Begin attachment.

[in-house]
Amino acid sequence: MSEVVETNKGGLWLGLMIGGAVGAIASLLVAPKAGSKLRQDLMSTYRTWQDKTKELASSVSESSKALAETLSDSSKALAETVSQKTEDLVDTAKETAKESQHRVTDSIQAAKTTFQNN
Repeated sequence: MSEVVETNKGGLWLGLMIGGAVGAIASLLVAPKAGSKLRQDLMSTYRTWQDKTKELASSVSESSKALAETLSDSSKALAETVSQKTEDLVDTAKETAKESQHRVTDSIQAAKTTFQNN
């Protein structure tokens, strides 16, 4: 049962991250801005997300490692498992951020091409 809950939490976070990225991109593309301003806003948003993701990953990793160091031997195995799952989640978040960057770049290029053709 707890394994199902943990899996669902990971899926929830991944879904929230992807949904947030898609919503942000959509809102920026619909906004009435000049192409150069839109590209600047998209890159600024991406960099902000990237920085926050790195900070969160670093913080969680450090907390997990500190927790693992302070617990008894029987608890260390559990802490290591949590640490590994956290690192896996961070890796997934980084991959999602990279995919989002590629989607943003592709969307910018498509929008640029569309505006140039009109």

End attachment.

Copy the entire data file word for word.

[in-house]
Amino acid sequence: MSEVVETNKGGLWLGLMIGGAVGAIASLLVAPKAGSKLRQDLMSTYRTWQDKTKELASSVSESSKALAETLSDSSKALAETVSQKTEDLVDTAKETAKESQHRVTDSIQAAKTTFQNN
Repeated sequence: MSEVVETNKGGLWLGLMIGGAVGAIASLLVAPKAGSKLRQDLMSTYRTWQDKTKELASSVSESSKALAETLSDSSKALAETVSQKTEDLVDTAKETAKESQHRVTDSIQAAKTTFQNN
């Protein structure tokens, strides 16, 4: 049962991250801005997300490692498992951020091409 809950939490976070990225991109593309301003806003948003993701990953990793160091031997195995799952989640978040960057770049290029053709 707890394994199902943990899996669902990971899926929830991944879904929230992807949904947030898609919503942000959509809102920026619909906004009435000049192409150069839109590209600047998209890159600024991406960099902000990237920085926050790195900070969160670093913080969680450090907390997990500190927790693992302070617990008894029987608890260390559990802490290591949590640490590994956290690192896996961070890796997934980084991959999602990279995919989002590629989607943003592709969307910018498509929008640029569309505006140039009109």